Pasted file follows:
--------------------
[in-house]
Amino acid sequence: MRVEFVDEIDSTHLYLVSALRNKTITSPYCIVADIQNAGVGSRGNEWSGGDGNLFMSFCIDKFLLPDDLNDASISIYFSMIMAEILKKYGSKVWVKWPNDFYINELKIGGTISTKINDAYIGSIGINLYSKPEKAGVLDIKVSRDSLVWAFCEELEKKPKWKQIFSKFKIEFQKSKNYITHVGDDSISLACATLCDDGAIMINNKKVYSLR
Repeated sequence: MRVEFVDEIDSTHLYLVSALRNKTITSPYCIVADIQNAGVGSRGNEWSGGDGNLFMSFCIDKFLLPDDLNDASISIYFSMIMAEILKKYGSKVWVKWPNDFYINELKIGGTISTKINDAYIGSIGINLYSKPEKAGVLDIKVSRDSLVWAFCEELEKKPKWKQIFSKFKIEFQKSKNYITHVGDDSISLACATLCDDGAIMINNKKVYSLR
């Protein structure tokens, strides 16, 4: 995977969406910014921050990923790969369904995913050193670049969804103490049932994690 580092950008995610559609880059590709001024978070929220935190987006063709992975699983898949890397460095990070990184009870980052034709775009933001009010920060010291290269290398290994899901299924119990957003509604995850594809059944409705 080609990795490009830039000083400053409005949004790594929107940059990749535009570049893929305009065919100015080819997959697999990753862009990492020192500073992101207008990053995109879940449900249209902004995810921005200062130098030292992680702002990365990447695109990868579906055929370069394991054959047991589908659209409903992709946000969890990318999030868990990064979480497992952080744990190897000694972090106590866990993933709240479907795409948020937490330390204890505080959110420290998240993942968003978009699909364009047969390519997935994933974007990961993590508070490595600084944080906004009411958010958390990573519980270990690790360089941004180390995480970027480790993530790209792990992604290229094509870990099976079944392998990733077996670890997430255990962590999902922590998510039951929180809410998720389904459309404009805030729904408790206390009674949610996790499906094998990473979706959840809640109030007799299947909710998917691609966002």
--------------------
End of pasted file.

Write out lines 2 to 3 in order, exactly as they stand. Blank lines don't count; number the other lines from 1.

Amino acid sequence: MRVEFVDEIDSTHLYLVSALRNKTITSPYCIVADIQNAGVGSRGNEWSGGDGNLFMSFCIDKFLLPDDLNDASISIYFSMIMAEILKKYGSKVWVKWPNDFYINELKIGGTISTKINDAYIGSIGINLYSKPEKAGVLDIKVSRDSLVWAFCEELEKKPKWKQIFSKFKIEFQKSKNYITHVGDDSISLACATLCDDGAIMINNKKVYSLR
Repeated sequence: MRVEFVDEIDSTHLYLVSALRNKTITSPYCIVADIQNAGVGSRGNEWSGGDGNLFMSFCIDKFLLPDDLNDASISIYFSMIMAEILKKYGSKVWVKWPNDFYINELKIGGTISTKINDAYIGSIGINLYSKPEKAGVLDIKVSRDSLVWAFCEELEKKPKWKQIFSKFKIEFQKSKNYITHVGDDSISLACATLCDDGAIMINNKKVYSLR